Is the Truck Driver Always to Blame for a Trucking Accident?
Determining fault in a vehicle accidents can be challenging. This is particularly true in a commercial truck accident case, even when it seems obvious one truck seemed to have caused the accident. The reason for this is that one or more parties related to the truck may be responsible, including the driver, owner, trucking company, maintenance personnel, loader, or others.
Trucking company liability
Trucking companies are often held legally responsible for the damage caused by one of their drivers based on the legal theory of “respondeat superior.” Translated from the Latin, this phrase means, “let the superior answer.” In other words, in modern application, the employer is liable for persons under its employ and any wrongful actions they may perform under the scope of employment. This principle applies to accidents – acts that are unintentionally committed. In these cases, the employer (trucking company) bears liability as if it was the one to commit the act and not the employee.
Trucking companies are generally considered to be financially stable and more able to protect themselves through insurance than employee drivers. The losses that trucking companies incur due to the wrongful acts of employees is marked up to the cost of doing business.
Was the driver within the scope of his or her employment?
For a trucking company to bear legal responsibility for a wrongful action by one of its drivers, the driver must have been operating within the scope of his or her employment at the time of the truck accident. Multiple factors are involved in the determination of whether the scope of employment was in force during the act. Some of these include the
- The type of work the employee was hired to perform
- Place, time, and nature of the action
- Intent of the employee
- The incidental actions the employer expected of the employee
- The level of freedom the employee was given to perform his or her duties
Independent contractor liability
The theory of respondeat superior does not apply in cases when a victim has been injured by a commercial truck with the driver as an independent contractor. Trucking companies generally do not bear liability for the wrongful actions of these contractors.
An independent contractor may complete routes for a trucking company (or more than one) with a truck the contractor owns, but carries his or her own liability insurance coverage.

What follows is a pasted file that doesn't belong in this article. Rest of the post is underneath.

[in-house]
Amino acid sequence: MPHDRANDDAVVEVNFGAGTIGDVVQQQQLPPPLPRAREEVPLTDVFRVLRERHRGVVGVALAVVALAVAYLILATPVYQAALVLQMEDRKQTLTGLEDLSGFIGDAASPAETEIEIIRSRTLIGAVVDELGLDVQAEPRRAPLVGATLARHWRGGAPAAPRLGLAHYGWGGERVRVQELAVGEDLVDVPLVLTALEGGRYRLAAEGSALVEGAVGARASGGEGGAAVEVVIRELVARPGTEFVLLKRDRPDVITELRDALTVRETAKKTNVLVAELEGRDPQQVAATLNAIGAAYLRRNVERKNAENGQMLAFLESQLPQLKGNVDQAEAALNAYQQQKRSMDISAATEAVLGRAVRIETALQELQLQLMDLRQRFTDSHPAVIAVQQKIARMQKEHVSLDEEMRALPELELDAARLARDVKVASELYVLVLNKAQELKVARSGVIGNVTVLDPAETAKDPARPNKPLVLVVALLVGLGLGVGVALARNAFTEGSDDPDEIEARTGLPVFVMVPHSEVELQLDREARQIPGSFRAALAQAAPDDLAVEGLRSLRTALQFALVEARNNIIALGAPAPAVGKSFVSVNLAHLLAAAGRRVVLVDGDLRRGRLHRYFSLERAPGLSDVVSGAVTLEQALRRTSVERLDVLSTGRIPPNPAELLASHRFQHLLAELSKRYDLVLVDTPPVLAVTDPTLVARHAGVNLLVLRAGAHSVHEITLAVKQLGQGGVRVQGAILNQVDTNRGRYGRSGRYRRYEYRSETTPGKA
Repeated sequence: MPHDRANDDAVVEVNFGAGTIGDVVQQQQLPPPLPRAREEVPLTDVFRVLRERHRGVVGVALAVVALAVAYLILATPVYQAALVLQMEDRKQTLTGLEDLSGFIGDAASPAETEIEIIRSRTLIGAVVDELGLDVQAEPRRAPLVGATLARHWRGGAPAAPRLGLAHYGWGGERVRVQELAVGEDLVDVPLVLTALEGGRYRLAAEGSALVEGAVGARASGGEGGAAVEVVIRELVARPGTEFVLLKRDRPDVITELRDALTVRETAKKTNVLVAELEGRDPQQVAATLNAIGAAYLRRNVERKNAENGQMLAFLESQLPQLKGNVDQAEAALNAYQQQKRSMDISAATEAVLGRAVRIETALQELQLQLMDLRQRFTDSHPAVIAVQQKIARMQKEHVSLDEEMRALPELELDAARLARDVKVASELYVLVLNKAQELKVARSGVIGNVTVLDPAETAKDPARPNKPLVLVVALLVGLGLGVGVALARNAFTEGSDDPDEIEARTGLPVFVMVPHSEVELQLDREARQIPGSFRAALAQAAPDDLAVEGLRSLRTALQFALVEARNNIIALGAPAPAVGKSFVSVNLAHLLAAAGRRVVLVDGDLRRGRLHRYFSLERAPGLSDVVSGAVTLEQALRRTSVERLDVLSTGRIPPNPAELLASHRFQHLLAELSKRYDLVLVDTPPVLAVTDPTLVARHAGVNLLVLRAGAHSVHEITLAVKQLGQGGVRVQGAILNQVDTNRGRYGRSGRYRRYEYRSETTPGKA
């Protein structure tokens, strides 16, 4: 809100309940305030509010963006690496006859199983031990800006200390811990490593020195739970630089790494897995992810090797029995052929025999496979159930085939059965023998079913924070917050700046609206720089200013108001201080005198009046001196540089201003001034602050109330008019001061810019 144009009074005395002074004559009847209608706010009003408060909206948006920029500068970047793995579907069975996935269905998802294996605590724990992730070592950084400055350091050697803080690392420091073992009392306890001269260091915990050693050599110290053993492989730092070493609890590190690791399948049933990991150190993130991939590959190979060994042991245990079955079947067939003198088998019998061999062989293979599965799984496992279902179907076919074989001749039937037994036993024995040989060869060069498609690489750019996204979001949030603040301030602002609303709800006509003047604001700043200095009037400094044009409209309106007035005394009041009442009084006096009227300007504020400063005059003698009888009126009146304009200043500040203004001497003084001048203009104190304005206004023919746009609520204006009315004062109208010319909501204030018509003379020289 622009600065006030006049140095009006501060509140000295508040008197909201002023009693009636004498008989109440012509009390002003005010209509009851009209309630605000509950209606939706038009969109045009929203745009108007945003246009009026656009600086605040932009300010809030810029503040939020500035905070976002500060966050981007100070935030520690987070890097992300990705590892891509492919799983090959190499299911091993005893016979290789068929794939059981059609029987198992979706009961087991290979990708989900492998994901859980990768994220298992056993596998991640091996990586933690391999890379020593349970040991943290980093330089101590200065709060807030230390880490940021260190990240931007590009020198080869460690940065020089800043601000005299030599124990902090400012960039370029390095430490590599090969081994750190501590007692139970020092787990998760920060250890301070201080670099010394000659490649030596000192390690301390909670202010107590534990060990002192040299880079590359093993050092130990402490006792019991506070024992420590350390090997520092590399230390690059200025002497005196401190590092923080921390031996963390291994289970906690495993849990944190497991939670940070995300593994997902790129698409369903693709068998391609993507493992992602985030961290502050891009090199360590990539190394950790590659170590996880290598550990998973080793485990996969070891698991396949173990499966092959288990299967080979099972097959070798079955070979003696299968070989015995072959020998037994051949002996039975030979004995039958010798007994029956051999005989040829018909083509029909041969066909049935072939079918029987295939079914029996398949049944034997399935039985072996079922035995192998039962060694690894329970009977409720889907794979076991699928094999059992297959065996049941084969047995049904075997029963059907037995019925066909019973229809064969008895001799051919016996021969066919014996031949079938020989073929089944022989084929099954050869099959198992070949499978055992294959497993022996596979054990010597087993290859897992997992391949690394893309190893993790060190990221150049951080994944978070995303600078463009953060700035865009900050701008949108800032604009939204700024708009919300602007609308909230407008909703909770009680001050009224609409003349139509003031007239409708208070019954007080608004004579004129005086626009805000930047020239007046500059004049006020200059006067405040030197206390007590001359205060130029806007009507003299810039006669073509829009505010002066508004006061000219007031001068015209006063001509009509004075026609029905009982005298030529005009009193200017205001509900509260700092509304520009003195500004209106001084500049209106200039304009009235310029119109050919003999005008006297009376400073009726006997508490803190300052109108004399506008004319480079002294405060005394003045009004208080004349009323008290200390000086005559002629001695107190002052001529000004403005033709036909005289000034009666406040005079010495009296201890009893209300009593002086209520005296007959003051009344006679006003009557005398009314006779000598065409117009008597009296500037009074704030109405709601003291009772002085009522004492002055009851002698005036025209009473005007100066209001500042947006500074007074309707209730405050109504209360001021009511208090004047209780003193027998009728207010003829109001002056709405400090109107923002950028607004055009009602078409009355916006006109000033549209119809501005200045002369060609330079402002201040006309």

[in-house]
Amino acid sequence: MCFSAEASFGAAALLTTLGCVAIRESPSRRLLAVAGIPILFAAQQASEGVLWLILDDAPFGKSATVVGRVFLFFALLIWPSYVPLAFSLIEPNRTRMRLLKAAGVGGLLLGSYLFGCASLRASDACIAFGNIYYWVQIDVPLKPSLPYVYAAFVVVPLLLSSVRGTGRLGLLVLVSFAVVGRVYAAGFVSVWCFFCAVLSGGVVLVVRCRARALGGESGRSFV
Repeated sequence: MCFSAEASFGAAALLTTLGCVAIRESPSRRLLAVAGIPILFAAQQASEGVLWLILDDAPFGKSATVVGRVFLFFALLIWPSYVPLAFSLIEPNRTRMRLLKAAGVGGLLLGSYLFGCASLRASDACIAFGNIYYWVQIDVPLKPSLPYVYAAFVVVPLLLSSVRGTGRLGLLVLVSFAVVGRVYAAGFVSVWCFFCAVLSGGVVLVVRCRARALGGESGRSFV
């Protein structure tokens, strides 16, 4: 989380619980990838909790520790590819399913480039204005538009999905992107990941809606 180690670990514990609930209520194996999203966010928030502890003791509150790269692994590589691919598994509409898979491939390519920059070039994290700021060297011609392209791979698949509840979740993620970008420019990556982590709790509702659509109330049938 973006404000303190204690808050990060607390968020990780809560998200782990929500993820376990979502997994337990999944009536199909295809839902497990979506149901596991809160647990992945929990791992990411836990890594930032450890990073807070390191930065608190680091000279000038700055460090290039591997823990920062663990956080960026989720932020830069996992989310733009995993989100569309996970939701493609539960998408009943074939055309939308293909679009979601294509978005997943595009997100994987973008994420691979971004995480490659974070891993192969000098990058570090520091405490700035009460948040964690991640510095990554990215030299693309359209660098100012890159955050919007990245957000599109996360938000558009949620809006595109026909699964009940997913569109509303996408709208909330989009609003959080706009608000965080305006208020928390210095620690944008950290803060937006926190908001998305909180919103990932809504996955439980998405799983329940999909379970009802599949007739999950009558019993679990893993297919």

Independent contractors may operate in negligent or reckless ways, such as:
- Driving while fatigued
- Driving aggressively while distracted
- Driving while distracted
- Driving under the influence of alcohol or drugs
Due to the fact that independent contractors are not trucking company employees, any negligence they exhibit is a reflection on them when they initiate an accident and cause injury to others. In other words, they bear sole liability for the damages they cause in these cases.
Other potential at-fault parties
Although employers such as trucking companies can be held legally responsible for an employee truck driver’s negligence, some truck accidents are caused by non-truck-related parties. Other drivers on the roadway, for example, maybe cause an accident involving a commercial truck, but not be a part of the accident themselves.
If you have been victimized by the negligent action of a truck-related party in a truck accident and need justice and compensation for your injuries, the Tulsa truck accident attorneys at Biby Law Firm can help. We are experienced at pursing the maximum compensation for our clients. To arrange a free case review, give us a call today at 918.574.8458 or complete our contact form.
Jacob Biby has spent his legal career helping folks just like you get the resources they need after an injury. He completed his undergraduate degree at Oklahoma State University and earned his Juris Doctorate from the University of Tulsa in 2008. Jacob is licensed to practice in all Oklahoma state and federal courts, and has limited his career to representing individuals and families who were injured by the negligence of other people or corporations. Learn more about Jacob Biby.